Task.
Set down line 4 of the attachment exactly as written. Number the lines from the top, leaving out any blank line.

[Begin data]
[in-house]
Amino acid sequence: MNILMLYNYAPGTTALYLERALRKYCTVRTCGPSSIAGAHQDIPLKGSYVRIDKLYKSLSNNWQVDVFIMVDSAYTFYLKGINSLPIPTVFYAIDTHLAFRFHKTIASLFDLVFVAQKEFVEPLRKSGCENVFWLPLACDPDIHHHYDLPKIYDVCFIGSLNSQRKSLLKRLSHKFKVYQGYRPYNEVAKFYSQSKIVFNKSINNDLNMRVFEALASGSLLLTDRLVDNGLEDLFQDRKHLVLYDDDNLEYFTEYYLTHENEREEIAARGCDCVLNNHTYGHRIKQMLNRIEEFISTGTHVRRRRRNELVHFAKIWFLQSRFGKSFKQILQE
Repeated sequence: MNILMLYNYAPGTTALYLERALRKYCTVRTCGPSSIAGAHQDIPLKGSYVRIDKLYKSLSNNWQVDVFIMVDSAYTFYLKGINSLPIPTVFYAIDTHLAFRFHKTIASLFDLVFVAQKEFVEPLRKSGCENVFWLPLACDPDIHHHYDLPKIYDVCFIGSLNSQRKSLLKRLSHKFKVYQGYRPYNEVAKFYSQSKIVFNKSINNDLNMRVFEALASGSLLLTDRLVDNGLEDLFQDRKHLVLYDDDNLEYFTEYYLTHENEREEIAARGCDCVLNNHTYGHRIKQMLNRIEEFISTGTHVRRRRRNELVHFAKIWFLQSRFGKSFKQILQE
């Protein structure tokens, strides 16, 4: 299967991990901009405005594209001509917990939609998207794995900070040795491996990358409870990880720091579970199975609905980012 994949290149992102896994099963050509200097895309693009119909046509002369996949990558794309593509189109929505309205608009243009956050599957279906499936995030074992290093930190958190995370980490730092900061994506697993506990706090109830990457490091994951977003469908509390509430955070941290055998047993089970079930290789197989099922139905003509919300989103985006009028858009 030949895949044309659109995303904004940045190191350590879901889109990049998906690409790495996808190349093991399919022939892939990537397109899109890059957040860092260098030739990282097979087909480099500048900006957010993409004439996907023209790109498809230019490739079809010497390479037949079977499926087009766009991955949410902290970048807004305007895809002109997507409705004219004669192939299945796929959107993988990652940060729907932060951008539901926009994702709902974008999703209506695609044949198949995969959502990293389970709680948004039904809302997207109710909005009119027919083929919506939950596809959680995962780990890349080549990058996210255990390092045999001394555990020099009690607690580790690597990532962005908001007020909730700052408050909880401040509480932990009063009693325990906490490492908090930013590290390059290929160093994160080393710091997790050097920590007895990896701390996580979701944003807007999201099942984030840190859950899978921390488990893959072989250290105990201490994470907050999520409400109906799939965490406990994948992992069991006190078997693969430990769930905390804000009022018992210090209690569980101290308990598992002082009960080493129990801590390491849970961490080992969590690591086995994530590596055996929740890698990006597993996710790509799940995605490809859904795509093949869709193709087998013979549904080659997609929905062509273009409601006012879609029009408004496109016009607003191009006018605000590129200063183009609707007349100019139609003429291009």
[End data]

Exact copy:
């Protein structure tokens, strides 16, 4: 299967991990901009405005594209001509917990939609998207794995900070040795491996990358409870990880720091579970199975609905980012 994949290149992102896994099963050509200097895309693009119909046509002369996949990558794309593509189109929505309205608009243009956050599957279906499936995030074992290093930190958190995370980490730092900061994506697993506990706090109830990457490091994951977003469908509390509430955070941290055998047993089970079930290789197989099922139905003509919300989103985006009028858009 030949895949044309659109995303904004940045190191350590879901889109990049998906690409790495996808190349093991399919022939892939990537397109899109890059957040860092260098030739990282097979087909480099500048900006957010993409004439996907023209790109498809230019490739079809010497390479037949079977499926087009766009991955949410902290970048807004305007895809002109997507409705004219004669192939299945796929959107993988990652940060729907932060951008539901926009994702709902974008999703209506695609044949198949995969959502990293389970709680948004039904809302997207109710909005009119027919083929919506939950596809959680995962780990890349080549990058996210255990390092045999001394555990020099009690607690580790690597990532962005908001007020909730700052408050909880401040509480932990009063009693325990906490490492908090930013590290390059290929160093994160080393710091997790050097920590007895990896701390996580979701944003807007999201099942984030840190859950899978921390488990893959072989250290105990201490994470907050999520409400109906799939965490406990994948992992069991006190078997693969430990769930905390804000009022018992210090209690569980101290308990598992002082009960080493129990801590390491849970961490080992969590690591086995994530590596055996929740890698990006597993996710790509799940995605490809859904795509093949869709193709087998013979549904080659997609929905062509273009409601006012879609029009408004496109016009607003191009006018605000590129200063183009609707007349100019139609003429291009």